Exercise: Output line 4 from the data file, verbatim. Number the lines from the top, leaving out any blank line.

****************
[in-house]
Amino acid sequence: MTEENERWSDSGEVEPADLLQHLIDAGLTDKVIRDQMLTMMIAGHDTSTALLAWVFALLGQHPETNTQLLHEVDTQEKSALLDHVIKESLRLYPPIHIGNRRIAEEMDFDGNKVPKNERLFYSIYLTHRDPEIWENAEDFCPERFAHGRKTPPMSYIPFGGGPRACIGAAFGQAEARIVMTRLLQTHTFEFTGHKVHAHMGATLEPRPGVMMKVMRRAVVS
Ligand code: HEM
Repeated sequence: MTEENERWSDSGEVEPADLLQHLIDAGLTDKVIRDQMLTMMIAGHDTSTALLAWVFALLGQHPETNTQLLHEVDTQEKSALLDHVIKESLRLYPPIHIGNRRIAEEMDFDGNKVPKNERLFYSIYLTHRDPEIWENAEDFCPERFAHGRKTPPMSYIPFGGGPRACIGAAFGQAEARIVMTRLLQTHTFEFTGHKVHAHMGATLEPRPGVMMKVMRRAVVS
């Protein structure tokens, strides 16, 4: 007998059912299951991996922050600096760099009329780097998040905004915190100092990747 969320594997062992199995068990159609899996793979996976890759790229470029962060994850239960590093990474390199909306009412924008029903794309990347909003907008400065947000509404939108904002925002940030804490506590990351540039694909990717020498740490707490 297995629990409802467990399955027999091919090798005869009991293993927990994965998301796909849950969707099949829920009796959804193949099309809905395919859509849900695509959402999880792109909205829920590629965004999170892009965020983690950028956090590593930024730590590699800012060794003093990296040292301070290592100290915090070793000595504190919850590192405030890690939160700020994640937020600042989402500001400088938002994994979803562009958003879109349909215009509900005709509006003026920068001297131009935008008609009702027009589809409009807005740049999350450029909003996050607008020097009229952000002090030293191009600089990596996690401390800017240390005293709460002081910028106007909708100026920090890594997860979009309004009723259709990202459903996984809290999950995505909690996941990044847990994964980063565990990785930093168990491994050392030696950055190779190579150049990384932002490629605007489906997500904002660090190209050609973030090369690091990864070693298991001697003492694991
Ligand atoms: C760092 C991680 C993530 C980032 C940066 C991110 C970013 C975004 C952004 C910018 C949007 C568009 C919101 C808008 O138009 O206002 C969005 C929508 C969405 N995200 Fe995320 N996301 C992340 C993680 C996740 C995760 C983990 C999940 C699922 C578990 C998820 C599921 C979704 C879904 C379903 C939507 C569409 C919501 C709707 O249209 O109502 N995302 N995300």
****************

Repeated sequence: MTEENERWSDSGEVEPADLLQHLIDAGLTDKVIRDQMLTMMIAGHDTSTALLAWVFALLGQHPETNTQLLHEVDTQEKSALLDHVIKESLRLYPPIHIGNRRIAEEMDFDGNKVPKNERLFYSIYLTHRDPEIWENAEDFCPERFAHGRKTPPMSYIPFGGGPRACIGAAFGQAEARIVMTRLLQTHTFEFTGHKVHAHMGATLEPRPGVMMKVMRRAVVS